ALA announces Libraries Transforming Communities Public Innovator Cohort grant opportunity
For Immediate Release
Public libraries invited to apply by March 6 to receive $8,000 grant and 18 months of professional development in community engagement
CHICAGO — The American Library Association (ALA) Public Programs Office is accepting applications for the Libraries Transforming Communities Public Innovators Cohort, an 18-month, team-based professional development opportunity for public libraries, developed by ALA and the Harwood Institute for Public Innovation.
The Libraries Transforming Communities project, made possible through a grant from the Bill & Melinda Gates Foundation, addresses a critical need of the field by developing and distributing new tools, resources and support for librarians to engage with their communities in new ways; strengthens librarians as community leaders and change agents, and strengthens ALA’s capacity as a lead library support entity.
In April, up to 50 individuals representing teams from 10 public libraries nationally will be selected to participate in the Public Innovators Cohort. Selected libraries will receive:
- An $8,000 grant to support Cohort expenses.
- An intensive 18-month Public Innovators Cohort experience that will include training and team coaching to develop and implement a community engagement plan.
- Cohort training at the intensive three-day Public Innovators Lab, May 20-22, 2014.
- Virtual and in-person "innovation space" meetings.
- Access to six in-depth distance learning session.
- Monthly coaching and peer dialogue calls with a Harwood Institute coach and cohort peers to support implementation work.
- Access to publicity and marketing resources to support local-level communications.
The Public Innovators Cohort is grounded in the Harwood Institute‘s approach of “turning outward,” which emphasizes shifting the institutional and professional orientation of libraries and librarians from internal to external. Participants will develop and implement a plan for community engagement and learn how to:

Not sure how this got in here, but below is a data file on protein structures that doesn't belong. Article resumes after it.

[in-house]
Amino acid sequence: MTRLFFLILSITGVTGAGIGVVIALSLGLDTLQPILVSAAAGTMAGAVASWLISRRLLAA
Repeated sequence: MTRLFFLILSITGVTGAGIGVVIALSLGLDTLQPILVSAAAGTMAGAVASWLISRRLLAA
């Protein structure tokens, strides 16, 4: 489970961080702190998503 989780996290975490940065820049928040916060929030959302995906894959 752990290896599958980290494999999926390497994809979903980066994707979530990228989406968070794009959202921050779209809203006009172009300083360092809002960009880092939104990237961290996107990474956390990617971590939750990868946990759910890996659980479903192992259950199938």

- Identify community issues rooted in people's shared aspirations;
- Strategically share this knowledge with your community to build public will for action;
- Develop strategies that align with local context;
- Create community conditions that enable change;
- Identify the right community partners to work with; and
- Develop networks for innovation and learning.
Complete guidelines and application instructions can be found at: ala.org/LTC. A conference call for interested applicants will be held at 1 p.m. central time on February 12, 2014.
An update on the Libraries Transforming Communities initiative will be given by Maureen Sullivan, ALA immediate past president, and Rich Harwood, founder and president of The Harwood Institute for Public Innovation, from 8:30 – 10 a.m. on Sunday, Jan. 26, at the 2014 ALA Midwinter Meeting in Philadelphia in PCC 201C.
Sullivan and Harwood will share the latest examples of the impact from librarians trained during phase one who are successfully applying the Harwood practice in libraries and within the ALA community. They will also provide details and answer questions about exciting new opportunities for librarians to increase the effectiveness of their library-led community engagement and innovation.